Natural soil amendments like greensand, colloidal phosphate and kelp meal may sound like the stuff of alchemy, but they can work wonders in a garden.
Once you know your natural amendments and your garden's needs, you can mix up a batch of fertilizer that's "personalized" for your plot.
Greensand? Colloidal phosphate? Kelp meal? Natural soil amendments may sound like the stuff of alchemy, but they can work wonders in your garden.
TRUE, SHAKESPEARE'S WITCHES weren't brewing fertilizer when they chanted their famous incantation in Macbeth But surely the ingredients of the organic soil boosting trade sound almost as strange as the "eye of newt and toe of frog" the Bard's spellcasters did use.
Furthermore, the proper use of natural soil amendments can seem pretty mysterious. Most gardeners are familiar with compost, but each time a neighbor sees my husband, Franklin, and me with a sack of greensand or hoof and horn meal in tow, we have to explain what that powder is and what it's for. Natural soil amendments are used for correcting specific major or minor nutrient deficiencies in your plot. They are not replacements for compost (which adds and feeds microbial life, increases nutrient availability and improves soil texture, balance and drainage—as well as adding nutrients).
In fact, a good composting and cover-cropping program, which recycles all unused plant material, can probably—unaided—maintain the fertility of an established, productive organic garden. But unless you've been gardening in one location for a long time with consistently good results, chances are your soil could use a little nutritional shot in the arm. Maybe you're using a new spot that's currently low on compost or in transition to organic methods. Perhaps your soil has a minor, long-term deficiency you've never addressed. In such instances, proper use of natural amendments can boost growing success.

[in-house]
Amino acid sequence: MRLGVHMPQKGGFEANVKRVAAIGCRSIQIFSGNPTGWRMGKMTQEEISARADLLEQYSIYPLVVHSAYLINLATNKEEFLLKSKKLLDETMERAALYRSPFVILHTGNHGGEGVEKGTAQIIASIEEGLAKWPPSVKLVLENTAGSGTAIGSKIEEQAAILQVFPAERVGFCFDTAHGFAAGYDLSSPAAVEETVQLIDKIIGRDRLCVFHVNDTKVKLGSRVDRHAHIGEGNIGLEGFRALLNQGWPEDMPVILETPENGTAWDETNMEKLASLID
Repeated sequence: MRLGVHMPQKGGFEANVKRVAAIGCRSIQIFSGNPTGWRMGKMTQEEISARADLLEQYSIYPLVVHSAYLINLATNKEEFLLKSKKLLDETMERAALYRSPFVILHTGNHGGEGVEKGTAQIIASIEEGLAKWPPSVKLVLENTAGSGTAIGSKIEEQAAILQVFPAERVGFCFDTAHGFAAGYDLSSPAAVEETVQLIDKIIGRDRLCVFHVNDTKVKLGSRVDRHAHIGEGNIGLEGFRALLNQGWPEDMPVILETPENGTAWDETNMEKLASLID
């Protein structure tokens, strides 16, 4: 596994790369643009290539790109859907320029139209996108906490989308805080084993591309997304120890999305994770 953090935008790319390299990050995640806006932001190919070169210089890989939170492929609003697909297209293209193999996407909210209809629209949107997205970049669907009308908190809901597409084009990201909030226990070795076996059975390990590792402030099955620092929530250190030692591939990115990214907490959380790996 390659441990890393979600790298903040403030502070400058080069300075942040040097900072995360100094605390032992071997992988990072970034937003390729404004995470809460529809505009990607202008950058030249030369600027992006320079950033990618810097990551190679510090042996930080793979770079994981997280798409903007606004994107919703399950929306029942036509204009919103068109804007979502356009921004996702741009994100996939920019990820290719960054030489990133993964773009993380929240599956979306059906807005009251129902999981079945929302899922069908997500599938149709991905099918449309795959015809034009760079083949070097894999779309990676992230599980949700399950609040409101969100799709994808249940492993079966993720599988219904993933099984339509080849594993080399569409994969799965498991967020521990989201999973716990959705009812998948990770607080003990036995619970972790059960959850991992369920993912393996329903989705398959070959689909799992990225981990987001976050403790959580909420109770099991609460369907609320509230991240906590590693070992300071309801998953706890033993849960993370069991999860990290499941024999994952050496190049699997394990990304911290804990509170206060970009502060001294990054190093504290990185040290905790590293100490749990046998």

But how can you tell for sure if you need soil amendments? How much fertilizer constitutes "proper use"? How often should you use them? To get the answers to these and other questions, I consulted several gardening experts: Steve Rioch of Timberleaf Farm (he runs a soil-testing service and does related research); John Jeavons (the director of Ecology Action, a research center for bio-intensive techniques, and author of the classic guide How To Grow More Vegetables ); Robert Parness (of Woods End Laboratory and author of the very thorough text Organic and Inorganic Fertilizers ); and White Eagle "Otto" Wylie (a former soil tester who now manages an organic farm and biodome).
And what enlightening conclusions did I come away with after tapping these soil-centered minds? First, I found out rather quickly that you can ask such experts all the simple questions you want, but you'll never (and I mean never) get simple answers. In fact, I spent so much time on the phone listening to in-depth explanations that the phone company sent me a nice letter suggesting that I check to see if someone else wasn't using my line and running up my bill! The discovery that soil fertility is a complex subject did convince me of one thing: A soil testing service that specializes in making recommendations to organic growers is the way to go. All my experts agreed wholeheartedly.
"If a person is looking for a `one size fits all' prescription for a garden but doesn't want to bother with a good soil test, the only thing my conscience would let me recommend is adding compost," says Steve Rioch. Remember, though, that nutrient-poor soil produces nutrient-poor compost, and if you try to enrich a plot with materials grown on that plot, you'll still end up with the same deficiencies. The moral, then, is if you want to know how to best improve your soil's fertility, get a good soil test. My experts suggest using organically minded soil testers. If, instead, you get a state extension test or use a home-testing kit, the recommendations will be for specific doses of chemical fertilizers.